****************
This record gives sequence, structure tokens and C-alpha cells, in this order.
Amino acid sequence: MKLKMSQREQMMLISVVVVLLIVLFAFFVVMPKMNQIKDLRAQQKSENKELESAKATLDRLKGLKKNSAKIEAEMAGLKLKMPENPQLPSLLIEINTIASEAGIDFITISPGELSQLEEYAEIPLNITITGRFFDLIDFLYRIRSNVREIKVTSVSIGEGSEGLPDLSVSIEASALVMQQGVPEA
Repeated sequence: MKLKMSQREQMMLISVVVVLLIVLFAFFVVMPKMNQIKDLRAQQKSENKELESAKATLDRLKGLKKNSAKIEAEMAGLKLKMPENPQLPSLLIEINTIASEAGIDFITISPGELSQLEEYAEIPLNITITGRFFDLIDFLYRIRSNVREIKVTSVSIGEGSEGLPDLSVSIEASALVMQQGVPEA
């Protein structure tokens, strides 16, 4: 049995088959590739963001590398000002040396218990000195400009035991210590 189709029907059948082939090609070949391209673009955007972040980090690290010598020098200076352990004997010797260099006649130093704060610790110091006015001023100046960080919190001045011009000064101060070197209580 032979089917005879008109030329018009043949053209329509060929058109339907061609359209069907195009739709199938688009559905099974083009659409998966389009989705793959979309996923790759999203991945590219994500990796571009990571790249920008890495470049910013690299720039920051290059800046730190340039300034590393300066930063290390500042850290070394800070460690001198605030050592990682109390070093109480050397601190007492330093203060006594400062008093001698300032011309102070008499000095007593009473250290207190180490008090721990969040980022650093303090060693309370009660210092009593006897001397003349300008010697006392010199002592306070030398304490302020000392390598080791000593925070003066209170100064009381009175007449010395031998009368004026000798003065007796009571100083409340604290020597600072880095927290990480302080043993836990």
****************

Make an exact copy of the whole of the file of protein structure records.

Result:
This record gives sequence, structure tokens and C-alpha cells, in this order.
Amino acid sequence: MKLKMSQREQMMLISVVVVLLIVLFAFFVVMPKMNQIKDLRAQQKSENKELESAKATLDRLKGLKKNSAKIEAEMAGLKLKMPENPQLPSLLIEINTIASEAGIDFITISPGELSQLEEYAEIPLNITITGRFFDLIDFLYRIRSNVREIKVTSVSIGEGSEGLPDLSVSIEASALVMQQGVPEA
Repeated sequence: MKLKMSQREQMMLISVVVVLLIVLFAFFVVMPKMNQIKDLRAQQKSENKELESAKATLDRLKGLKKNSAKIEAEMAGLKLKMPENPQLPSLLIEINTIASEAGIDFITISPGELSQLEEYAEIPLNITITGRFFDLIDFLYRIRSNVREIKVTSVSIGEGSEGLPDLSVSIEASALVMQQGVPEA
């Protein structure tokens, strides 16, 4: 049995088959590739963001590398000002040396218990000195400009035991210590 189709029907059948082939090609070949391209673009955007972040980090690290010598020098200076352990004997010797260099006649130093704060610790110091006015001023100046960080919190001045011009000064101060070197209580 032979089917005879008109030329018009043949053209329509060929058109339907061609359209069907195009739709199938688009559905099974083009659409998966389009989705793959979309996923790759999203991945590219994500990796571009990571790249920008890495470049910013690299720039920051290059800046730190340039300034590393300066930063290390500042850290070394800070460690001198605030050592990682109390070093109480050397601190007492330093203060006594400062008093001698300032011309102070008499000095007593009473250290207190180490008090721990969040980022650093303090060693309370009660210092009593006897001397003349300008010697006392010199002592306070030398304490302020000392390598080791000593925070003066209170100064009381009175007449010395031998009368004026000798003065007796009571100083409340604290020597600072880095927290990480302080043993836990």